Denton city staff recommended that the City Council consider another bond election in May — one that would fund renovation of the city’s oldest fire stations. But the council didn’t appear to have the stomach for another proposition so soon after November’s $20.4 million street bond election.
Members of the fire department piloted two city vans and, with members of the city staff and the council in tow, lead a field trip to four of the city’s seven fire stations Monday morning.
The tour showed the contrast between facilities in the department’s newest station — Station 7, opened in 2007 — and the three oldest. Station 4, at 2110 E. Sherman Drive, is 46 years old; Station 3, at McCormick Street and Interstate 35E, is 42 years old; and Station 2, on East McKinney Street near Loop 288, is 34 years old.
Over a buffet lunch at Station 3, City Manager George Campbell told the council that the rehabilitation of the three older stations was overdue, in part because of the poor quality of the living quarters. In addition, male and female firefighters and paramedics share sleeping quarters and restroom facilities.
During the tour, the council also saw how new trucks are taller and wider, and have all but outgrown old fire stations.
Campbell told the council it would cost between $13 million and $15 million to make the changes needed. There was enough property in the current locations that all three stations would likely be rebuilt in the same locations, he said.
The financing could raise the city’s property tax rate about 1.8 cents, putting Denton’s property tax at nearly 72 cents per $100 valuation.
In other words, the average Denton homeowner’s taxes would increase about $29 per year to pay for the renovations, according to Bryan Langley, Denton’s assistant city manager and chief financial officer.
Knowing that voters just approved a $20.4 million street bond measure in November, and would likely be asked to consider another $55 million package in November 2014, most council members balked at another election.
They cited several concerns, including not knowing the next time the Denton school district will call a bond election, wearing out the city’s welcome with volunteers, and confusing voters with varied propositions and impacts.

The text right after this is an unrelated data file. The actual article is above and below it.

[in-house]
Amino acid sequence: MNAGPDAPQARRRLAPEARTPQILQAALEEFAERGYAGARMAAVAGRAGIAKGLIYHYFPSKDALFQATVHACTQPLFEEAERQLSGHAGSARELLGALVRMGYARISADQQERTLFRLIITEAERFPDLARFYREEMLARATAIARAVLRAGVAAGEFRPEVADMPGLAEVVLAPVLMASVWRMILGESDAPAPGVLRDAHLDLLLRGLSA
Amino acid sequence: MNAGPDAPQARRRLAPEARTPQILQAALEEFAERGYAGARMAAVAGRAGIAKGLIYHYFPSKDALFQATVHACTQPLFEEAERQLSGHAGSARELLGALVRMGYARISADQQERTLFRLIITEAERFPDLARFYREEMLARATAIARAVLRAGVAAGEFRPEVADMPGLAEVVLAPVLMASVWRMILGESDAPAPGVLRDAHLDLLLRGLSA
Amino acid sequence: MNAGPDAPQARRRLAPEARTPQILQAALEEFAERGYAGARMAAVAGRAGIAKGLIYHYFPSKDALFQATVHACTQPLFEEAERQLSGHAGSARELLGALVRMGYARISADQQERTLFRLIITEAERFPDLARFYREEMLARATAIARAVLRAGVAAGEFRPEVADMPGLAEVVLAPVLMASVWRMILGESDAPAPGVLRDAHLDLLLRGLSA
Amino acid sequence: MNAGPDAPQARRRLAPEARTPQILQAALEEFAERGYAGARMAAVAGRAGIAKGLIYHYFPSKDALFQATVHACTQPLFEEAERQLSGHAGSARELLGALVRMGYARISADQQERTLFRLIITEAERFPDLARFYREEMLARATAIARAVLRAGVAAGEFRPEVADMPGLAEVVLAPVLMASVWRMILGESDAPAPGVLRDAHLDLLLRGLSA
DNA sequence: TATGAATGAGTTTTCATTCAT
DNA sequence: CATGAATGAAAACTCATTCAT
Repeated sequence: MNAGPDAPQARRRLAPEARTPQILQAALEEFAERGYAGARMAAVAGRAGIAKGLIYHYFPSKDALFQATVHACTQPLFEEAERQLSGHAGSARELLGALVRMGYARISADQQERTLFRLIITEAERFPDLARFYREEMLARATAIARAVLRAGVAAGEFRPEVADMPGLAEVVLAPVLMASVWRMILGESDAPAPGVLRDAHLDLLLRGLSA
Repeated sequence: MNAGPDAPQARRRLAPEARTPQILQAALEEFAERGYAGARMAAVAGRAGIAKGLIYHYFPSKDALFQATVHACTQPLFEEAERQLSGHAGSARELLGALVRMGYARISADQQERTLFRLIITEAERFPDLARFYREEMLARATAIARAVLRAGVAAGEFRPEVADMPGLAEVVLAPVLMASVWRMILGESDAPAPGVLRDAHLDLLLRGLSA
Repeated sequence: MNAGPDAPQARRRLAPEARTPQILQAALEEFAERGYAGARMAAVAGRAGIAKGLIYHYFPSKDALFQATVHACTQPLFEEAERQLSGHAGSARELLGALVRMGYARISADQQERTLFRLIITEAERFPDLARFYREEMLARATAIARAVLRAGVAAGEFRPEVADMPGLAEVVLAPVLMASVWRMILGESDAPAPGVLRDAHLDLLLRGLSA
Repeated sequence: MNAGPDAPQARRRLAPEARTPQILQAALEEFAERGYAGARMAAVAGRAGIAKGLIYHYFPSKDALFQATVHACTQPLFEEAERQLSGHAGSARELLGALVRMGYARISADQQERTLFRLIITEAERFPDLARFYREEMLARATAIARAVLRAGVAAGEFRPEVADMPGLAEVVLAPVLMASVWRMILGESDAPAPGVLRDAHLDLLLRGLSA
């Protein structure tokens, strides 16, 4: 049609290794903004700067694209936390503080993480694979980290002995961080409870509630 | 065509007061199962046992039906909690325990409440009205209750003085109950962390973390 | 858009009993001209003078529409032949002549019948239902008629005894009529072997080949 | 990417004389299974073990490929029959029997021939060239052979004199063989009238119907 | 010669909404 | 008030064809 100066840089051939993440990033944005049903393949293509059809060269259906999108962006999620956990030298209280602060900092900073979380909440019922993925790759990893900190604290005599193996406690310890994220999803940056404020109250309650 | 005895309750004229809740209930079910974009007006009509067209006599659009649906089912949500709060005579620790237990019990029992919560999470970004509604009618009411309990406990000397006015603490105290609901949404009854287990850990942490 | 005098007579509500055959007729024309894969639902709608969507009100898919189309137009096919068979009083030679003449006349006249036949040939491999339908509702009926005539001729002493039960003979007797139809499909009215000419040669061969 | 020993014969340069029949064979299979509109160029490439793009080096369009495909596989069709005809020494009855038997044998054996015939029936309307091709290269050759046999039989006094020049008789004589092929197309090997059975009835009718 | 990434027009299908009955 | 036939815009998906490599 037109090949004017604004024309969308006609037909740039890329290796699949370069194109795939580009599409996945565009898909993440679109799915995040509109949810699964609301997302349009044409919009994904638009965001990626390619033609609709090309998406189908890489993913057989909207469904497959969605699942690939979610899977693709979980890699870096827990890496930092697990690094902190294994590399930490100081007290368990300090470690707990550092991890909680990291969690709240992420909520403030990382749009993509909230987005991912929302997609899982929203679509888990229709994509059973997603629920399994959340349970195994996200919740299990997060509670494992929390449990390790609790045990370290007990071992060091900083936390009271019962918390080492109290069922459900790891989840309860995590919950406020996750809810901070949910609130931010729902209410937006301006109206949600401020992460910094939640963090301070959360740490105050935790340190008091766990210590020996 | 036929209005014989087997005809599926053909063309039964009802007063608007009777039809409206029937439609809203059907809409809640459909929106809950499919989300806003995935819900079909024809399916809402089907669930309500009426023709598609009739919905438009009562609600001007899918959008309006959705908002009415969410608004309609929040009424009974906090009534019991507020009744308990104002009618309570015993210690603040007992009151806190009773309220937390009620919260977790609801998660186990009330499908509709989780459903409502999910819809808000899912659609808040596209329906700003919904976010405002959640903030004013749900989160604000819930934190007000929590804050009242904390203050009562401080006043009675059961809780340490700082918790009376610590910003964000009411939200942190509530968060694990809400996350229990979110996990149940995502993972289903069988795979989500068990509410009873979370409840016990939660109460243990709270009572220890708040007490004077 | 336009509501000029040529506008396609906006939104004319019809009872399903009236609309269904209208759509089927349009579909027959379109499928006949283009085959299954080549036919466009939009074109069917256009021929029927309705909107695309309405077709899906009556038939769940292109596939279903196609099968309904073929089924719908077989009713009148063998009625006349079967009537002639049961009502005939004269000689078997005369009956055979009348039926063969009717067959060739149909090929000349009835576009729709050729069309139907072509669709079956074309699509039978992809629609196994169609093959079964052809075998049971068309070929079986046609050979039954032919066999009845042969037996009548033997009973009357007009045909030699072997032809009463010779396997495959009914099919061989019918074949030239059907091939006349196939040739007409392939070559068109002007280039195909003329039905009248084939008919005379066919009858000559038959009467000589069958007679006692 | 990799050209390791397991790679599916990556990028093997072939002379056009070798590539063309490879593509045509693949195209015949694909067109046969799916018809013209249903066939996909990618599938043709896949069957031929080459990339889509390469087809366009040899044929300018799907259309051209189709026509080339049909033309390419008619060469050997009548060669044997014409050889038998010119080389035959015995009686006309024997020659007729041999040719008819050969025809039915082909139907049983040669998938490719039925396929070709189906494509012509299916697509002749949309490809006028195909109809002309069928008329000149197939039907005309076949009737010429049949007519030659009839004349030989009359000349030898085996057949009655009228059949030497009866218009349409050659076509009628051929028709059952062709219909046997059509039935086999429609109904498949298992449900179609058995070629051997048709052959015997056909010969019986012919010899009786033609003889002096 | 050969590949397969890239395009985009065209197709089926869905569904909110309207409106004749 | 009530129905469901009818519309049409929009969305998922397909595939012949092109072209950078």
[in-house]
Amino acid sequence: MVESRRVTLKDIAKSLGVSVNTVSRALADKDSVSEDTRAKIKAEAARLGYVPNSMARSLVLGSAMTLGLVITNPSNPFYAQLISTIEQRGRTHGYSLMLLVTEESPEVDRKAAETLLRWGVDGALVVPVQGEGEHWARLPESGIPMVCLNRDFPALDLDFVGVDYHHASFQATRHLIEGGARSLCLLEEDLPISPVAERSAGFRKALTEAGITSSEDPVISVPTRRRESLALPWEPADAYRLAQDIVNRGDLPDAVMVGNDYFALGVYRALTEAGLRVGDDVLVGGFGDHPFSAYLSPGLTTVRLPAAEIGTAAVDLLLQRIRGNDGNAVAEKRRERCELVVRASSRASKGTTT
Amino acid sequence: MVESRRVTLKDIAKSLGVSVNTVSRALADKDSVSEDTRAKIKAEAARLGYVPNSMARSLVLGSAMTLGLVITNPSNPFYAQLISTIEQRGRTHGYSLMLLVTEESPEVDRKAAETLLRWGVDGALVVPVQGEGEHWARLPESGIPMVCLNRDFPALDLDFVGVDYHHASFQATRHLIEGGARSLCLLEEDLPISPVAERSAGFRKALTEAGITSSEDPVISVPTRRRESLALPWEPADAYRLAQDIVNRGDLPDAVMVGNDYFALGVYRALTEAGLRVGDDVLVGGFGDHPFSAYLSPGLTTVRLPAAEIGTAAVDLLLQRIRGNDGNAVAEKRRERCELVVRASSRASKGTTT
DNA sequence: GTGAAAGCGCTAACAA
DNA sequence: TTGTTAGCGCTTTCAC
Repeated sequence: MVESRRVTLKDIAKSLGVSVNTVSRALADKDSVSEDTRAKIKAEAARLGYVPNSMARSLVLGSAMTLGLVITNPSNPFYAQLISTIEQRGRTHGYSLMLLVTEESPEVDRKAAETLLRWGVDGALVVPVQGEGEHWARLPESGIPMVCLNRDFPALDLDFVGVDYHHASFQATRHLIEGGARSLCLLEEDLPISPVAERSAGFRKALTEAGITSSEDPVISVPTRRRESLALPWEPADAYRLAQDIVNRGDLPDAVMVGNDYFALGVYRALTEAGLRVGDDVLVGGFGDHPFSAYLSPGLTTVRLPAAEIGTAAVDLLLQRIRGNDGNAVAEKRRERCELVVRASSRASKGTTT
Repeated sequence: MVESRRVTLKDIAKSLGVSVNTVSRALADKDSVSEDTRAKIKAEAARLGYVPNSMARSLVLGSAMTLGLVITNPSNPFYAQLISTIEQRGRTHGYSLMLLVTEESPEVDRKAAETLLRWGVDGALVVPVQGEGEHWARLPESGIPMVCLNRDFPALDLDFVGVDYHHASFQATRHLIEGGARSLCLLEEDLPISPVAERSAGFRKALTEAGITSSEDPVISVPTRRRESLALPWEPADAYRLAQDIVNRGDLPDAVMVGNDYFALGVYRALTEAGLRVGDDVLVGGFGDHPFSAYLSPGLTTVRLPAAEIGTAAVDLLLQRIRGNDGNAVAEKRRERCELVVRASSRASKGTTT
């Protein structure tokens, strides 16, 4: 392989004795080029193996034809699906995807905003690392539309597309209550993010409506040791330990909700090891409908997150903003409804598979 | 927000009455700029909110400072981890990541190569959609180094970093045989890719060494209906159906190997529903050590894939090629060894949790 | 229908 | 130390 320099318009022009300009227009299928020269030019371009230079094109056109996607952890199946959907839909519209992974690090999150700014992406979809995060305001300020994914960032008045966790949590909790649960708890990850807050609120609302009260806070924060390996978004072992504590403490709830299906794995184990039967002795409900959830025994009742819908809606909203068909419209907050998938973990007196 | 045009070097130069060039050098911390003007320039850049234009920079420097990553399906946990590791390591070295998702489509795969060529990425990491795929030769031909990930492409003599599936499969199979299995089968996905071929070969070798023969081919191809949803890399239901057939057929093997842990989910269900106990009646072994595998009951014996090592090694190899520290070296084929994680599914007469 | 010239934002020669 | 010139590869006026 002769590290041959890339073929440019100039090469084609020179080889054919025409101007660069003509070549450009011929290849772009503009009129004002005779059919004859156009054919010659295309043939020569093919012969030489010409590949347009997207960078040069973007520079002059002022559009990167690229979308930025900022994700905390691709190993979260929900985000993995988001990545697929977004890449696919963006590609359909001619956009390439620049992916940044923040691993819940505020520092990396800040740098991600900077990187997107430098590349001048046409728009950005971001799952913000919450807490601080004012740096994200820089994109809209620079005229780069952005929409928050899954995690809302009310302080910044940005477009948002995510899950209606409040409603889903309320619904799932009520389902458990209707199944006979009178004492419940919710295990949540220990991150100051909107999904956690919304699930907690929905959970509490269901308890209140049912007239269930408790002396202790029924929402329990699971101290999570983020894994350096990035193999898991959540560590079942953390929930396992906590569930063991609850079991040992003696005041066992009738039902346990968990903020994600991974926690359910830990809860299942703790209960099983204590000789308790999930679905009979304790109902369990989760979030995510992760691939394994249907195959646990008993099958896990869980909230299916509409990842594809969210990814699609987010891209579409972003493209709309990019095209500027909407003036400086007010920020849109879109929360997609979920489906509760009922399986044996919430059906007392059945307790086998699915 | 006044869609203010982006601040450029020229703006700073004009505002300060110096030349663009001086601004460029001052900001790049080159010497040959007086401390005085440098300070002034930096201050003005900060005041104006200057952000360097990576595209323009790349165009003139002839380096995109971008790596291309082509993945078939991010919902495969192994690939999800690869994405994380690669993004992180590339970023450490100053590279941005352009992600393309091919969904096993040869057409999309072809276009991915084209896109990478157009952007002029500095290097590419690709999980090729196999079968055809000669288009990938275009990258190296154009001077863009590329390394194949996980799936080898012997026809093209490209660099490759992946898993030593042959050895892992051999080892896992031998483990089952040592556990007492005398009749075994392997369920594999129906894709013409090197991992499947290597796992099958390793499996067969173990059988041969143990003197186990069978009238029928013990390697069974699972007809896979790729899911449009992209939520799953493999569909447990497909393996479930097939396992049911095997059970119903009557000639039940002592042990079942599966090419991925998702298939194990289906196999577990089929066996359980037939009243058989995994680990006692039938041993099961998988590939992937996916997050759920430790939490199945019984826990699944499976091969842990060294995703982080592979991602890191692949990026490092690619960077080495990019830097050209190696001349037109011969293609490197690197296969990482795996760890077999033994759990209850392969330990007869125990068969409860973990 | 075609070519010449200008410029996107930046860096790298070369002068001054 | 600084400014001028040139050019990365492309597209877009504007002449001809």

Council member James King said he didn’t think voters would react well to a $15 million bond package that raises taxes this year and a $55 million package next year that doesn’t.
Denton will have paid off enough bonds by 2014 that the city will have room to pay for more capital programs without raising taxes.
“If they don’t get the concept, you may be putting the whole program at risk,” King said.
Instead, the council appeared to go for a compromise proposed by council member Chris Watts, who said he didn’t dispute the need for the work to be done.
Watts proposed the city move up the $55 million in propositions planned for 2014 and combine them with the $15 million for fire stations and hold the election in November instead of May.
The council asked the city staff to prepare additional information to evaluate that recommendation, including financial forecasts and the list of potential projects.
The tour followed a new report on the city’s fire services in relation to the location of current and future fire stations.
Other recommendations included building the first phase of the fire training facility and a new fire station at the airport for about $9.4 million in 2014, improvements at Stations 5 and 6 for $900,000 in 2015, and acquire property for two new stations for about $1.1 million in 2016.
PEGGY HEINKEL-WOLFE can be reached at 940-566-6881. Her e-mail address is email@example.com .